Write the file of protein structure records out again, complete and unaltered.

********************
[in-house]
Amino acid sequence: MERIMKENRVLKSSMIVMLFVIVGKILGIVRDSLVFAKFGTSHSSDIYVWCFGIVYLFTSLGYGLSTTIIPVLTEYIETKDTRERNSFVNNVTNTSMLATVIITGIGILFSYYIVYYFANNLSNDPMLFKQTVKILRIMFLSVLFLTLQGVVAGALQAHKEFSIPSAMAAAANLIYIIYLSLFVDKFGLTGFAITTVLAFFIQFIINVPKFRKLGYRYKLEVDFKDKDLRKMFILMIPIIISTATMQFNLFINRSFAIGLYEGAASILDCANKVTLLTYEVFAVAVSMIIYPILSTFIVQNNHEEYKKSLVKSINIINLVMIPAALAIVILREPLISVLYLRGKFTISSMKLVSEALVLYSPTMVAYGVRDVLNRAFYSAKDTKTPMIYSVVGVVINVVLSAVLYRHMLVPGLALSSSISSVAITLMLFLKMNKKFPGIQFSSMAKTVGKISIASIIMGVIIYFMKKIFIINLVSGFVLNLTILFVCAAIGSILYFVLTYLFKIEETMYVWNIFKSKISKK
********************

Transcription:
[in-house]
Amino acid sequence: MERIMKENRVLKSSMIVMLFVIVGKILGIVRDSLVFAKFGTSHSSDIYVWCFGIVYLFTSLGYGLSTTIIPVLTEYIETKDTRERNSFVNNVTNTSMLATVIITGIGILFSYYIVYYFANNLSNDPMLFKQTVKILRIMFLSVLFLTLQGVVAGALQAHKEFSIPSAMAAAANLIYIIYLSLFVDKFGLTGFAITTVLAFFIQFIINVPKFRKLGYRYKLEVDFKDKDLRKMFILMIPIIISTATMQFNLFINRSFAIGLYEGAASILDCANKVTLLTYEVFAVAVSMIIYPILSTFIVQNNHEEYKKSLVKSINIINLVMIPAALAIVILREPLISVLYLRGKFTISSMKLVSEALVLYSPTMVAYGVRDVLNRAFYSAKDTKTPMIYSVVGVVINVVLSAVLYRHMLVPGLALSSSISSVAITLMLFLKMNKKFPGIQFSSMAKTVGKISIASIIMGVIIYFMKKIFIINLVSGFVLNLTILFVCAAIGSILYFVLTYLFKIEETMYVWNIFKSKISKK